Lack of spy equipment has hindered PNP’s capabilities to go after drug lords, terrorists

By Aaron Recuenco

For the longest time, the Philippine National Police (PNP) has repeatedly lobbied and pushed for the upgrade and modernization of its high-tech surveillance equipment to improve its intelligence-gathering and operational capabilities.

However, for every attempt came a prompt and outright rejection even if top government officials in the past agreed with the logic and need for modern wiretapping equipment.

And perhaps, there has been nothing else to blame but politics.

PNP chief Director General Oscar Albayalde (Kevin Tristan Espiritu / MANILA BULLETIN)
PNP chief Director General Oscar Albayalde (KEVIN TRISTAN ESPIRITU / MANILA BULLETIN)

“The main problem on that is that we cannot put that in the General Appropriations Act because politicians do not want it, because we also know that it would not be approved in the Congress,” said PNP chief Director General Oscar Albayalde.

“Not all politicians but most of them would always say that it could be used in politics. That’s why we cannot procure all the wiretapping devices that we want,” he added.

Albayalde said having the latest surveillance equipment was very essential for the PNP, especially in the aspect of fighting illegal drugs trade and terrorism.

Citing the basic concept on law enforcement and national security wherein the government should always be at least one step ahead of the enemies of State, police officials said that this was not the usual case since those in the illegal drugs trade, and those involved in terrorism, have seemed to be one or more steps ahead of the law enforcers.

The result, they said, is wahat the PNP sometimes find itself functioning in the reactive mode, instead of the much preferred preventive mode.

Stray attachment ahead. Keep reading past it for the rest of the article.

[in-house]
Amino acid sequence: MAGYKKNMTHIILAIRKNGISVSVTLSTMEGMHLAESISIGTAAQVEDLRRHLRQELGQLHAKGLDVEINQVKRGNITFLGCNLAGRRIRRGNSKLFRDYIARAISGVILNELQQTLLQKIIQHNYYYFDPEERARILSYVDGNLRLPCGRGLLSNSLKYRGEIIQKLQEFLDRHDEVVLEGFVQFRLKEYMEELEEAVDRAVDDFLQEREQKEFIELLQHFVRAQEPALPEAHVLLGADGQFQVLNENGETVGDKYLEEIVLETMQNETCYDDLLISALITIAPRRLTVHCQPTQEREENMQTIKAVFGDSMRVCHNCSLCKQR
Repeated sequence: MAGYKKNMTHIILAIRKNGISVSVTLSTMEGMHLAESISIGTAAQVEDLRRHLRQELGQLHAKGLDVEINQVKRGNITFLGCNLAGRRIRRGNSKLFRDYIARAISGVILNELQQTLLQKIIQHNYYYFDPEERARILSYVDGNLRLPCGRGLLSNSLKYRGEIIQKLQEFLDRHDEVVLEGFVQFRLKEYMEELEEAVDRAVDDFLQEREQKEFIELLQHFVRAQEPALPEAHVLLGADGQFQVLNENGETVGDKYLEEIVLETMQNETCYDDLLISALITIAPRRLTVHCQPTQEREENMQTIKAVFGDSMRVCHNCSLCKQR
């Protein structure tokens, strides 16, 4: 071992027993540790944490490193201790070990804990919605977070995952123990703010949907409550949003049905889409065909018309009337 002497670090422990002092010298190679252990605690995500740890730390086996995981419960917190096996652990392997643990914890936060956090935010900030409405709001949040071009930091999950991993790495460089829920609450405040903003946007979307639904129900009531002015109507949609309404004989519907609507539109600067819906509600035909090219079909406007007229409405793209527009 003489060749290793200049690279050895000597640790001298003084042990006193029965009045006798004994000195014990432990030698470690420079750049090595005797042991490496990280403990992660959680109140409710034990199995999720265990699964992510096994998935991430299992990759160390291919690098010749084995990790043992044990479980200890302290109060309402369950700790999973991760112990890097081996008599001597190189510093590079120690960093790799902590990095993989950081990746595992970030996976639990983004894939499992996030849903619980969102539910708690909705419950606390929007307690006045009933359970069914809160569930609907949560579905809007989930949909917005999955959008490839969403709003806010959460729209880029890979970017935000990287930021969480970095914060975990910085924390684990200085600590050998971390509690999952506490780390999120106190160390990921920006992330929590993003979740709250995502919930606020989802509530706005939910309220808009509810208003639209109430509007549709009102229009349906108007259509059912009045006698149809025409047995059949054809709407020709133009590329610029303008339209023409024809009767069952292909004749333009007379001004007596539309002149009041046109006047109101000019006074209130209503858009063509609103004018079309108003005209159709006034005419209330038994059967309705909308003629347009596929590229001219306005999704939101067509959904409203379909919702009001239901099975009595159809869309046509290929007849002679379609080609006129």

What the PNP only has, according to Albayalde, is an equipment used for triangulation in locating mobile phone calls.

“And it does not even tell the exact location,” said Albayalde.

The PNP mostly rely then on old school intelligence-gathering technique which calls for a wide network of assets and informants, and capitalization on the mistakes of their targets.

Police officials told The Manila Bulletin that the limited capability of the PNP also serves as an answer to the question on why the war on drugs has only yielded what critics describe as the “small fry”, or street pushers and drug users.

“Some of the key players of the illegal drugs trade, especially the bosses, are aware of limited capabilities, and they are capitalizing on it,” a police official who asked for anonymity told the Manila Bulletin.

“But the public should also admire our policemen, the PDEA (Philippine Drug Enforcement Agency (PDEA) agents because despite of limited capabilities, we are still able to arrest and confiscate huge amount of illegal drugs,” the police official added.

It can be recalled that Malacanang earlier claimed that it used wiretapping output of foreign countries in identifying politicians who are involved in illegal drugs.

While the anti-wiretapping law also serves as an obstacle in the procurement of surveillance equipment, police officials underscored that the ability to listen in on phone conversations was still essential in intelligence-gathering, case build-up and mapping out plans to bust drugs syndicates and other criminal syndicates.

Albayalde, however, admitted that another stumbling block was the cost of the surveillance equipment, which come with the proper training for those who will operate them.

“These costs billions so they are really expensive. But these can be used in anti-terrorism, illegal drugs so these are really what we need,” said Albayalde.

Even if there would be specific funds to where the surveillance equipment would be sourced, Albayalde said he expects that some sectors would still raise a howl on the issue.